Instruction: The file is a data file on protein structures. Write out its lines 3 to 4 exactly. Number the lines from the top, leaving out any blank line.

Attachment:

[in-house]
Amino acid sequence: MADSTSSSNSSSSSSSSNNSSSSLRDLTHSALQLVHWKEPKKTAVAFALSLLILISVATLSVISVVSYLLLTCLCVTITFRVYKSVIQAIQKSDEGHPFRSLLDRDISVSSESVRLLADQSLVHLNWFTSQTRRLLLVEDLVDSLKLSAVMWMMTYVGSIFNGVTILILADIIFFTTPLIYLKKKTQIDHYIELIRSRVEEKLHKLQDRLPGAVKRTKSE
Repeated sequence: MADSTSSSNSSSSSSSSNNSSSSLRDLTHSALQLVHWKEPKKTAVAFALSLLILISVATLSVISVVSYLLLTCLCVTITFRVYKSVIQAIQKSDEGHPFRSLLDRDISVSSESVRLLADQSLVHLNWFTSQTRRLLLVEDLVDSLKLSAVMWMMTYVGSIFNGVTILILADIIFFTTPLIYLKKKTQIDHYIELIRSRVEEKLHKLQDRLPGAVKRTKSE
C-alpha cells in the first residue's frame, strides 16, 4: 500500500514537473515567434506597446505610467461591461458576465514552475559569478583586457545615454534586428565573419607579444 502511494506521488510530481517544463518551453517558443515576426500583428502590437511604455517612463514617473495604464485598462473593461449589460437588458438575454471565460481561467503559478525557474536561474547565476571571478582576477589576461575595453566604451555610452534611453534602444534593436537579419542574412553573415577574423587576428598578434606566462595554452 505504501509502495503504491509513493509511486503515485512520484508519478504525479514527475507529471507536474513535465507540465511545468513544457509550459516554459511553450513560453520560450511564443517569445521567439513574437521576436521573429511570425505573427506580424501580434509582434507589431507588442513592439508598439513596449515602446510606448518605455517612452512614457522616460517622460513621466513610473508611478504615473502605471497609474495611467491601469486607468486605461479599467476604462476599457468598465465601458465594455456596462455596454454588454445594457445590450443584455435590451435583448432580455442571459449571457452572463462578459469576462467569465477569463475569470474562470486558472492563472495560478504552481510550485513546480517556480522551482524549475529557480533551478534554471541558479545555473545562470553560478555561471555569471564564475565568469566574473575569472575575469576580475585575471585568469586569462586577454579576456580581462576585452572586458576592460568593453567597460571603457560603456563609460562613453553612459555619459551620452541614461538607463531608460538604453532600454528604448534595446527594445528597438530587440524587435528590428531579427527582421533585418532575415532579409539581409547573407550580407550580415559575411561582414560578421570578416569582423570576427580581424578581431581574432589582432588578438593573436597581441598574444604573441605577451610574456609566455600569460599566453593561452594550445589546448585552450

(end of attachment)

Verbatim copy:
Repeated sequence: MADSTSSSNSSSSSSSSNNSSSSLRDLTHSALQLVHWKEPKKTAVAFALSLLILISVATLSVISVVSYLLLTCLCVTITFRVYKSVIQAIQKSDEGHPFRSLLDRDISVSSESVRLLADQSLVHLNWFTSQTRRLLLVEDLVDSLKLSAVMWMMTYVGSIFNGVTILILADIIFFTTPLIYLKKKTQIDHYIELIRSRVEEKLHKLQDRLPGAVKRTKSE
C-alpha cells in the first residue's frame, strides 16, 4: 500500500514537473515567434506597446505610467461591461458576465514552475559569478583586457545615454534586428565573419607579444 502511494506521488510530481517544463518551453517558443515576426500583428502590437511604455517612463514617473495604464485598462473593461449589460437588458438575454471565460481561467503559478525557474536561474547565476571571478582576477589576461575595453566604451555610452534611453534602444534593436537579419542574412553573415577574423587576428598578434606566462595554452 505504501509502495503504491509513493509511486503515485512520484508519478504525479514527475507529471507536474513535465507540465511545468513544457509550459516554459511553450513560453520560450511564443517569445521567439513574437521576436521573429511570425505573427506580424501580434509582434507589431507588442513592439508598439513596449515602446510606448518605455517612452512614457522616460517622460513621466513610473508611478504615473502605471497609474495611467491601469486607468486605461479599467476604462476599457468598465465601458465594455456596462455596454454588454445594457445590450443584455435590451435583448432580455442571459449571457452572463462578459469576462467569465477569463475569470474562470486558472492563472495560478504552481510550485513546480517556480522551482524549475529557480533551478534554471541558479545555473545562470553560478555561471555569471564564475565568469566574473575569472575575469576580475585575471585568469586569462586577454579576456580581462576585452572586458576592460568593453567597460571603457560603456563609460562613453553612459555619459551620452541614461538607463531608460538604453532600454528604448534595446527594445528597438530587440524587435528590428531579427527582421533585418532575415532579409539581409547573407550580407550580415559575411561582414560578421570578416569582423570576427580581424578581431581574432589582432588578438593573436597581441598574444604573441605577451610574456609566455600569460599566453593561452594550445589546448585552450